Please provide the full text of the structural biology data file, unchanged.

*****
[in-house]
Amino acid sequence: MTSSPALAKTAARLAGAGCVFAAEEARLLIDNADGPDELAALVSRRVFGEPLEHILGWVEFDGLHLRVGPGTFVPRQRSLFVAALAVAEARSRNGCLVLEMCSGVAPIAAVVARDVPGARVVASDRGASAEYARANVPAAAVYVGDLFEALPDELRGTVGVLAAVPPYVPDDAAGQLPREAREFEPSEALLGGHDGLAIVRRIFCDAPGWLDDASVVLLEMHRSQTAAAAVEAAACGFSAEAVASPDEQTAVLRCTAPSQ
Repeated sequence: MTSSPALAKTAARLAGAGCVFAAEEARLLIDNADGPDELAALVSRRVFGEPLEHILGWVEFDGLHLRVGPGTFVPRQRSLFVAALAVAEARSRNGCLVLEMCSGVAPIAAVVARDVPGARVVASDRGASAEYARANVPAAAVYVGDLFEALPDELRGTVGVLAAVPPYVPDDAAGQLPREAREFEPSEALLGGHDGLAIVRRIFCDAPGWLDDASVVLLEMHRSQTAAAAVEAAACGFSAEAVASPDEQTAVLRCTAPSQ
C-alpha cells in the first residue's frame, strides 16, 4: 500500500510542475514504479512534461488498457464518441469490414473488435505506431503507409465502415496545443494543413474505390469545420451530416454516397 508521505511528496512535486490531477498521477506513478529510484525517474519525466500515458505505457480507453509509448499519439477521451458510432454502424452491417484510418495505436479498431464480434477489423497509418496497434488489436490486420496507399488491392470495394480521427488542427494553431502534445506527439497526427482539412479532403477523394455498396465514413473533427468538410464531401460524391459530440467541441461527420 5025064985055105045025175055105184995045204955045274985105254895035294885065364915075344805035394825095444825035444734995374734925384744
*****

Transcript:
[in-house]
Amino acid sequence: MTSSPALAKTAARLAGAGCVFAAEEARLLIDNADGPDELAALVSRRVFGEPLEHILGWVEFDGLHLRVGPGTFVPRQRSLFVAALAVAEARSRNGCLVLEMCSGVAPIAAVVARDVPGARVVASDRGASAEYARANVPAAAVYVGDLFEALPDELRGTVGVLAAVPPYVPDDAAGQLPREAREFEPSEALLGGHDGLAIVRRIFCDAPGWLDDASVVLLEMHRSQTAAAAVEAAACGFSAEAVASPDEQTAVLRCTAPSQ
Repeated sequence: MTSSPALAKTAARLAGAGCVFAAEEARLLIDNADGPDELAALVSRRVFGEPLEHILGWVEFDGLHLRVGPGTFVPRQRSLFVAALAVAEARSRNGCLVLEMCSGVAPIAAVVARDVPGARVVASDRGASAEYARANVPAAAVYVGDLFEALPDELRGTVGVLAAVPPYVPDDAAGQLPREAREFEPSEALLGGHDGLAIVRRIFCDAPGWLDDASVVLLEMHRSQTAAAAVEAAACGFSAEAVASPDEQTAVLRCTAPSQ
C-alpha cells in the first residue's frame, strides 16, 4: 500500500510542475514504479512534461488498457464518441469490414473488435505506431503507409465502415496545443494543413474505390469545420451530416454516397 508521505511528496512535486490531477498521477506513478529510484525517474519525466500515458505505457480507453509509448499519439477521451458510432454502424452491417484510418495505436479498431464480434477489423497509418496497434488489436490486420496507399488491392470495394480521427488542427494553431502534445506527439497526427482539412479532403477523394455498396465514413473533427468538410464531401460524391459530440467541441461527420 5025064985055105045025175055105184995045204955045274985105254895035294885065364915075344805035394825095444825035444734995374734925384744